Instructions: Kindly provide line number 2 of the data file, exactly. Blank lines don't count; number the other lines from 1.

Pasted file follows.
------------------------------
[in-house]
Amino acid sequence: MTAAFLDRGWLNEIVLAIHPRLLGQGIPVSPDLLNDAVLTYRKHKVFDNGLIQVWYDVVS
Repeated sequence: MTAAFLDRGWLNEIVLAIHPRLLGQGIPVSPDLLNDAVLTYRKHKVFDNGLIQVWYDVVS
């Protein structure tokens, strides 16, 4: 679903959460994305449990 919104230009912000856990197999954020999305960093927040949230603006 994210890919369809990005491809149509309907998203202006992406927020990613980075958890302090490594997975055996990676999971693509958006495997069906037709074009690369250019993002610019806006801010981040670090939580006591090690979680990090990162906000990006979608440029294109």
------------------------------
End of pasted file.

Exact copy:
Amino acid sequence: MTAAFLDRGWLNEIVLAIHPRLLGQGIPVSPDLLNDAVLTYRKHKVFDNGLIQVWYDVVS